Holiday shoppers love the gift that's never returned

AS the holiday shopping season comes to a close, procrastinators still have one fail-safe option: gift cards.

Whitney Young plans to give five this year, including an American Express card for her mother and one from Best Buy for her father. "It's a lot better than giving cash and a lot more useful than picking out something they might not use," said Ms Young, a junior at George Washington University in Washington, DC.

Americans are projected to spend nearly US$26 billion on gift cards this holiday season, according to the National Retail Federation, and many of those sales have taken place in the four days leading up to Christmas. The convenience of gift cards has made them a particularly popular gift, and this year is likely to be no exception. Nearly 75 per cent of Americans say they will buy at least one gift card for the holidays.

Annually, Americans spend more than US$120 billion on gift cards, a figure that is expected to grow steadily through 2017, according to the research firm CEB TowerGroup.

They have become staples of company events, family holidays and children's birthday parties. Even Volkswagen turned to Visa gift cards last month to apologise to customers who were affected by the automaker's emissions-cheating scandal. "More people, especially the under-25 crowd, are saying, 'Just give me the money and let me go buy whatever I want. Don't even try to figure me out,'" said Marshal Cohen, a retail analyst for the research firm NPD Group.

Indeed, gift cards were the most-requested holiday gift for the ninth year running in an annual survey conducted by the National Retail Federation. This year, 59 per cent of respondents said they would like to receive one.

Gift cards are certainly on the top of Greg Jasani's list. In fact, they're the only item on his list. "Those things are worth their weight in gold," said the 23-year-old student at George Washington University's School of Medicine & Health Sciences. "My parents keep saying, 'You're so difficult to buy for. You never tell us what you want.'" That doesn't mean they necessarily enjoy giving them. "They're fighting hard against gift cards," Mr Jasani said.

His grandmother, though, has given in. Last Christmas, she gave him gift cards to Subway, Amazon, Starbucks and iTunes, which he has continued to use all year. The other day, he bought a Subway sandwich using one. "It saves me a lot of trouble," Mr Jasani said. "And it probably saves her a lot of trouble, too."

The relative lack of must-have gifts this holiday season is likely to make it an especially good one for gift cards, analysts say. Shoppers are uninspired and are looking for an easy fix. "The hot items are the same things that were there last year: headphones, tablets, big-screen TVs," Mr Cohen said. "Basically, nobody knows what gifts to buy anymore."

Bradley Gorewitz, 31, said he is generally clueless when it comes to shopping for his mother and sister. "Gift cards are my default," said Mr Gorewitz, who lives in Rockville. "That's what I give my mum 75 per cent of the time."

The ease of picking up gift cards, which are sold by the dozen at chains such as CVS and Costco, has only added to their appeal. They have become ubiquitous, too, spreading from traditional retailers to petrol stations, strip clubs and tattoo parlours.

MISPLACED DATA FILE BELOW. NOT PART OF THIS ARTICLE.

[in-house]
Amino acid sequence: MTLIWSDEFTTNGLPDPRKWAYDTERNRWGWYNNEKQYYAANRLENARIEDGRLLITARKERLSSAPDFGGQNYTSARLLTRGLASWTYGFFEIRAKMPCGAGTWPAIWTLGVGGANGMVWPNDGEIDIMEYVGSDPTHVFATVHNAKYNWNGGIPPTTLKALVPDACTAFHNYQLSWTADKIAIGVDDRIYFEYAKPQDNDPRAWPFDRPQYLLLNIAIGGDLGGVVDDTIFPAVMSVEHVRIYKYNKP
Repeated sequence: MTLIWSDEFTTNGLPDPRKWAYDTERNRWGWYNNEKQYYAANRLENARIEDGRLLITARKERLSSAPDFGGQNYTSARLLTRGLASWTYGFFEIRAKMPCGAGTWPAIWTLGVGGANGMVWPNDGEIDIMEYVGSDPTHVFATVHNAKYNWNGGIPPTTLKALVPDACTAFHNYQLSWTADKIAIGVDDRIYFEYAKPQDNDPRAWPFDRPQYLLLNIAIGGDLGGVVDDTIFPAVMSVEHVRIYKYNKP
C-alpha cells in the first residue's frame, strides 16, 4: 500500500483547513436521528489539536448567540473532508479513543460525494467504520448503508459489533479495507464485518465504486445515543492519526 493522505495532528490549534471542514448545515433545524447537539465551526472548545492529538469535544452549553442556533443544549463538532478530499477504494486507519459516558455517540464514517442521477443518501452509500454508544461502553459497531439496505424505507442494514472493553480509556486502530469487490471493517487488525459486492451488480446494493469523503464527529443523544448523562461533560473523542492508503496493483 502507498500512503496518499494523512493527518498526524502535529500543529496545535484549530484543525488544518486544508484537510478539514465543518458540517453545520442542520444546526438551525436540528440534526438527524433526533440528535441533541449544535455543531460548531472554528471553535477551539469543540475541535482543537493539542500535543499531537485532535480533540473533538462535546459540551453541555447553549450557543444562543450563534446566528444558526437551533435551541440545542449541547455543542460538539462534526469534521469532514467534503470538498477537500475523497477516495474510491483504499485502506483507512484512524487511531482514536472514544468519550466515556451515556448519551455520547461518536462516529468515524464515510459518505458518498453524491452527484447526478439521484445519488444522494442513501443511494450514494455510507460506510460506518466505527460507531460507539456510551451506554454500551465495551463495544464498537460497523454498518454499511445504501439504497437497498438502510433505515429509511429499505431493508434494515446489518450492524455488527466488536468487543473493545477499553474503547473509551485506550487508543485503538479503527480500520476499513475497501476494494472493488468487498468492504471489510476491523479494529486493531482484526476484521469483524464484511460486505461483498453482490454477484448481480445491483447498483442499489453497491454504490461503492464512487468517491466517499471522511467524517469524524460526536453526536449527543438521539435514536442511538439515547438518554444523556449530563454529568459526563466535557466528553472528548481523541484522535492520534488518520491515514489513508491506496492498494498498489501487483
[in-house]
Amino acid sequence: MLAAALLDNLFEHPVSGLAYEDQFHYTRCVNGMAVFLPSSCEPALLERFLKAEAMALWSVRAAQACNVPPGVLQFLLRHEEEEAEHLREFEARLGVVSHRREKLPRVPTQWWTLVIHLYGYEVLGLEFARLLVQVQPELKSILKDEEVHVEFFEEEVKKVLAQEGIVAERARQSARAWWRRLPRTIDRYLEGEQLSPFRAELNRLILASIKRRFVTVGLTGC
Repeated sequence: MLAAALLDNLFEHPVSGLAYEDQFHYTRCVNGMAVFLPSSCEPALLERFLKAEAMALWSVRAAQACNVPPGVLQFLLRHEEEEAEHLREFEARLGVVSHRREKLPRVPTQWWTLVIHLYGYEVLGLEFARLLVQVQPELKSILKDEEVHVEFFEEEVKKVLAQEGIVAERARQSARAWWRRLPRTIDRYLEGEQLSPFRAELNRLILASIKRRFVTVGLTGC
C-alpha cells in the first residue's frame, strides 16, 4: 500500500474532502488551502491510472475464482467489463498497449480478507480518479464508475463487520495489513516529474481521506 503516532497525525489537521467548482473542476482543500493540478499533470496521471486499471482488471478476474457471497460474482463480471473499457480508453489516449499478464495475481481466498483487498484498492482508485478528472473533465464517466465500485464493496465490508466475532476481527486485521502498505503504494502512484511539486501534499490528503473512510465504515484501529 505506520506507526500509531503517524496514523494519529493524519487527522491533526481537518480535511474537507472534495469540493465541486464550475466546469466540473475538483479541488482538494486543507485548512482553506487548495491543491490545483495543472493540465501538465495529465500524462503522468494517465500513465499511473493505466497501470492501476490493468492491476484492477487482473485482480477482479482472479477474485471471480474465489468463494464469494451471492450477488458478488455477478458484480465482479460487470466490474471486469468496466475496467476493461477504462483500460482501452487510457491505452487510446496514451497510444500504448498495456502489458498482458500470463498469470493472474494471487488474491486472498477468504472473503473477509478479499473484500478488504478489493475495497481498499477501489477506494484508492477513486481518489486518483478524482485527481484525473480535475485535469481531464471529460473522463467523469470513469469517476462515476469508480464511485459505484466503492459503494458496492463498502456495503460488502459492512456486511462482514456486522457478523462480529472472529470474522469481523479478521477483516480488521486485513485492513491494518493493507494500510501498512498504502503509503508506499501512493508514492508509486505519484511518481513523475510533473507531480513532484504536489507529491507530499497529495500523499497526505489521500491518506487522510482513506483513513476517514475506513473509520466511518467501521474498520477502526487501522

The website even offers a novelty "smash and grab gift card" encased in a brick, part of a kit that comes with a hammer: "Disassembly required." Perhaps, said Sara Bernstein of Fair Lawn, New Jersey, they've become a little too easy.

Of the 12 children who showed up to her son's 9th birthday party last month, nine came bearing gift cards. "I don't know that he really gets the concept of them yet," Ms Bernstein said. "He was definitely more excited about opening 'Star Wars' Legos." The gift cards, worth about US$200, are still sitting in a drawer.

Others, though, put gift cards to immediate use. When Kassie Leon's aunt was pregnant with her second child, she already had the requisite stroller, car seat and such. So her extended family gave her Home Depot gift cards so she could fence in her back yard to create a safe play area in her Jersey City, New Jersey, neighbourhood. The cards covered about 60 per cent of the cost.

Ms Leon's relatives do this for all big family milestones. When her younger cousin went away to college, for example, everyone pitched in with gift cards to Barnes & Noble, Target and Kmart. When Kassie, now 30, moved into her first apartment, she received an avalanche of gift cards to Pier 1 and Home Depot.

Meanwhile, Nichole Cubbage, a senior at George Washington University, uses them to pay her bills. "A US$25 Visa gift card is one student loan payment," she said, referring to the modest fee she pays while in school (bigger bills come later). She also uses cards to pay her monthly mobile phone bill. "Presents are nice, but I'd rather have my bills paid." Still, there are downsides.

For some, giving a gift card feels a bit like wearing their wallet on their sleeve - the recipient knows exactly how much they've spent. "There's always that awkward moment of 'I have no idea how much this person spent on me, but if I give them a US$35 gift card, they know exactly what I spent,'" said Kathy Grannis Allen, a spokeswoman for the National Retail Federation.

Which is why, analysts say, gift cards may never supplant every gift under the tree. "That ugly sweater, that shirt-and-tie combo dad gets every year, the fruit cake that gets delivered from your Aunt Tilly - there are certain things you just know you're going to get every year," Mr Cohen said. "A gift card is never going to replace them."


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